Making Burritos In Conservation

It’s been a while since we talked about the renovation project, mostly because of this. But yesterday I was working on a short video to explain how to make a “burrito” and was reflecting on why and how these came to be.

Our renovation project came at us fast due to a major gift that allowed us to accelerate the renovation schedule. We had just over a year to plan and move the special collections stacks to make way for demolition. That is not a lot of time to move an entire library of rare, valuable and decidedly fragile materials.

The library approached us with a problem. Many of the older flat archival boxes were too large for their contents. Staff were concerned that moving these off site would cause damage when the objects shifted around inside the boxes. Could we come up with a low cost, low tech, fast, anyone-can-do-it solution?

We sat down as a lab to brainstorm ideas. There was no way to pay for and manufacture hundreds of corrugated-board spacers for all of the boxes we needed to move off site. After a lot of thought, we developed “the burrito.”

These are made of  buffered 10-point folder stock and tissue paper. They are non-adhesive, easy to make, fast and just about anyone could make them. We pre-cut the folder stock to the standard box sizes and trained the Rubenstein staff to make the burritos.

These are meant to be a temporary solution. However, I’ve seen some of these boxes come back and I have to say they are working pretty well. They aren’t as sturdy as a corrugated spacer, and some of them aren’t quite the right size for the space they were meant to fill, but for the most part they are doing what they were designed to do. I think it is a solution that works, and could be a good one for small institutions and organizations who may not have a lot of resources, or for anyone faced with a mountain of boxes that need spacers in a hurry.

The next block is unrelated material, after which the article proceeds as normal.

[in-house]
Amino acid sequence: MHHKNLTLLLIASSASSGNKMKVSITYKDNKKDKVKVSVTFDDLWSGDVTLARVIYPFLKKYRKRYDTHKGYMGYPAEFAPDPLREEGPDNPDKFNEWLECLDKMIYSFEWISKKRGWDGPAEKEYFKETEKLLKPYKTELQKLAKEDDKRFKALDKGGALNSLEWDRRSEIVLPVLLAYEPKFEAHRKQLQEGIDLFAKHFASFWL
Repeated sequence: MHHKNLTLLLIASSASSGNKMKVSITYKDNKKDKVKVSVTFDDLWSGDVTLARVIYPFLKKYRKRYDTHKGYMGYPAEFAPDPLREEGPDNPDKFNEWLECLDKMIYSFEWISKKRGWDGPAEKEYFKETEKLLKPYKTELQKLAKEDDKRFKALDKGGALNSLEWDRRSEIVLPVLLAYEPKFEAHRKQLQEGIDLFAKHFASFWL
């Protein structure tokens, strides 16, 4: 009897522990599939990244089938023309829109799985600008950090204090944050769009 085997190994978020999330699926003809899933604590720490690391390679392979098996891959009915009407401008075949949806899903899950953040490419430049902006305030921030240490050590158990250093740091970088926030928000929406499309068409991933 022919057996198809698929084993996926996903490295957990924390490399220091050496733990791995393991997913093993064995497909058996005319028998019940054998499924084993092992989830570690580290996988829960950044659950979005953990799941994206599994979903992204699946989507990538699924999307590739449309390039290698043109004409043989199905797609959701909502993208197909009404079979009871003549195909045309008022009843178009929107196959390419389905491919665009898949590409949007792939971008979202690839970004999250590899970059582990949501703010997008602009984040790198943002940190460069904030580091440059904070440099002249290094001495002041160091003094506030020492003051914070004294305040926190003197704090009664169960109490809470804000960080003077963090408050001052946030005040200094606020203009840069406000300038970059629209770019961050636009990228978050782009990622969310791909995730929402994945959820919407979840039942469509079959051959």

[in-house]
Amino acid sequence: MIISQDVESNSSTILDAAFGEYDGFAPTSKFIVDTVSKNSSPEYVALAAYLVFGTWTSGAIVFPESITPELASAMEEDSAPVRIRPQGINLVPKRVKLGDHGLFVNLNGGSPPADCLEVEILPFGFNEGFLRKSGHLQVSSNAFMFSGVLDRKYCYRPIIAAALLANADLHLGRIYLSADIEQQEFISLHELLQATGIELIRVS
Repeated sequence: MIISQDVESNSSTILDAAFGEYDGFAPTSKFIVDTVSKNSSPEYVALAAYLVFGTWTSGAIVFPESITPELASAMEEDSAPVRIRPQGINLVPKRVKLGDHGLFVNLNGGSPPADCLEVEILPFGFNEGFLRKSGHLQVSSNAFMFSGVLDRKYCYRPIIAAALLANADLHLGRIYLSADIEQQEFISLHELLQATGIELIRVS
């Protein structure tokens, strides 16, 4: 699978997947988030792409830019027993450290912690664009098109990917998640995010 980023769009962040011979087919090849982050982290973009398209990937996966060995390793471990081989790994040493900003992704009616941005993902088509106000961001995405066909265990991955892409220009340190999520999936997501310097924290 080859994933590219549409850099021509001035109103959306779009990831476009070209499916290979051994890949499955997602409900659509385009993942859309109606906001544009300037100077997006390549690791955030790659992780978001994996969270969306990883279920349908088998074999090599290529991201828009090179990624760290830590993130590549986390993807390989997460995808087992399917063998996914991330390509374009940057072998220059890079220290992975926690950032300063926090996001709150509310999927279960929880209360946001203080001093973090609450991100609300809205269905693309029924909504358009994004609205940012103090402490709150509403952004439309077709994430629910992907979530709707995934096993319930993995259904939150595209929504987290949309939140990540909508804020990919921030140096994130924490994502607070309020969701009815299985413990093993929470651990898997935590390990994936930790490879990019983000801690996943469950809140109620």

What do you think? Have you come up with a solution like this that you want to share?


2 thoughts on “Making Burritos In Conservation”

  1. This is a similar solution to what my predecessor here at NYU proposed. They utilized reused and re-purposed acid-free folders to serve as spacers in archival boxes. For the short-term, they have mostly held up, but as I am re-surveying parts of the collections, the rolled folders often haven’t held up to the shifting weight of partially filled record storage boxes or document boxes.

    I’ve made a big push to replace the adhoc spacers with corrugated board ones from Conservation Resources. Of course, we also the advantage here of very standardized box sizes, so bulk ordering spacers made a lot of sense.

    1. The file-folder trick seems to be common. I’ve seen a lot that were held together with paperclips or string ties, and some not secured at all. The problem with clips and ties are numerous, the problem with just rolled ones is that patrons seem not to be able to get them back in if they pop open. This seemed easier with no fastener necessary. Standardized boxes certainly would help the situation. I think we’ve moved to that now, but during the move we found a plethora of sizes in the stacks.

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